It’s true that our parents and our teachers told us we didn’t have to bother our pretty little heads with things like arithmetic. Besides, it would be harder for us to find a husband if we were too smart …
Sound familiar? Well, this was a carryover from our mothers’ and grandmothers’ social reality, perhaps, but not ours.
However, traces of this nonsense still lingered when baby boomers were growing up, and it resulted in many girls turning off to math as teens. The social pressures may have softened a bit over the years since then, but somehow the belief about women’s difficulty with numbers has persisted.
So a lot of women have thrown up their hands and declared it impossible for them to “do finances.”
They’ve claimed it was their biology … and that they were just reflecting biological differences in the math aptitudes of boys and girls.
Turns out, instead the difference was almost entirely social. In fact, we can forget biology, as “social equality” seems to be what plays a dominant role in any actual test results.
Here’s the proof: PISA, or the Programme for International Student Assessment, is part of the Organization for Economic Cooperation and Development (OECD). In 2006, over 275,000 15-year-old students in 40 countries took the PISA test.
Globally, girls did score 7 percent better in reading than boys and, on average, did 2 percent worse in math. But the math gap wasn’t consistent.
It seems the math gap shifted depending on how much “social equality” existed in each country. In Iceland, for example, the girls outscored the boys in math by 2 percent. Yet in Turkey, boys outpaced girls in math by 4 percent. The performance differences implied a direct correlation with the status of women, even if the correlation wasn’t perfect.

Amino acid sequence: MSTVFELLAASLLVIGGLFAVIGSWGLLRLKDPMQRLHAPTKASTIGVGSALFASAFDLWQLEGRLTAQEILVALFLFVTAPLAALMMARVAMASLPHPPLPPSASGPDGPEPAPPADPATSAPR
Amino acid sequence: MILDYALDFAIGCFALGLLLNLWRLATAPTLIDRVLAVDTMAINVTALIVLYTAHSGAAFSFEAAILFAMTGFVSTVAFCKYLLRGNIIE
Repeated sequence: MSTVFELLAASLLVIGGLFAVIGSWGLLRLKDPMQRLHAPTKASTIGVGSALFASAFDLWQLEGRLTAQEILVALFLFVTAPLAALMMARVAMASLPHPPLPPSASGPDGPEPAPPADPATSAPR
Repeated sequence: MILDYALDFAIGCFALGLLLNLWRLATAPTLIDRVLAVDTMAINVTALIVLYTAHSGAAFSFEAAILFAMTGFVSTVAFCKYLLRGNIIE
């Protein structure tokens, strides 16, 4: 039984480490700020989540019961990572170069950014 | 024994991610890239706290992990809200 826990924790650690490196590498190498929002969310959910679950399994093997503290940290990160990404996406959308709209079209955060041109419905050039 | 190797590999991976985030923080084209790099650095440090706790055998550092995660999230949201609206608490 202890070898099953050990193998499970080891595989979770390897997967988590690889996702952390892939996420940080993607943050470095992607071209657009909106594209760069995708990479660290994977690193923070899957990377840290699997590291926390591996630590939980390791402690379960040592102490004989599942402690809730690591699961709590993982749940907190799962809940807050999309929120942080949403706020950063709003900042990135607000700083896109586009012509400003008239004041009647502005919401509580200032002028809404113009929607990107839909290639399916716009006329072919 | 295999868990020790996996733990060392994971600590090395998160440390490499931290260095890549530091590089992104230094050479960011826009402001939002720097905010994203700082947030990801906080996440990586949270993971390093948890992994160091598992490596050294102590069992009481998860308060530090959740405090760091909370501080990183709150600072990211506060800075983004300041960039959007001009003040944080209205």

Now, the U.S. is a country where women enjoy a high social status. Yet we continue to let this minute global difference hold us back.
Add to that excuse the myth that we have to be good at numbers in order to get control over our finances. (And some women do use this myth as an excuse to not even try.)
One small detail: we’re not talking about rocket science here.
The only exception would be if we’re into real sophisticated investments in our portfolios and we’re analyzing a beta coefficient, or risk factor. But, short of that, everything we need to get control over our finances we learned before the sixth grade. We can add, subtract, multiply and divide, can’t we?
So this myth is debunked!
On the other hand, it’s possible that the real resistance isn’t “being good at numbers,” but rather what the numbers might tell us.
Shelves of books exist on the role of self-worth, fear, blame, guilt and shame in people’s unwillingness to know where they stand financially. We won’t go into all the details here, but everyone I’ve worked with has told me (once they were willing to get honest about their financial reality) that it was never as bad as they had imagined.
It rarely is. But when we don’t know the truth about our numbers, we imagine the absolute worst. And that paralyzes us.
Yet by knowing the numbers, they suddenly hold far less power over us. Like magic. They become just numbers.
So do you think it’s time to come out from behind the myths and get honest with what you own, what you owe, what you earn and what you spend?
Let me know in the comment section below if the “Girls Can’t Add” belief has kept you from getting real clarity on your numbers …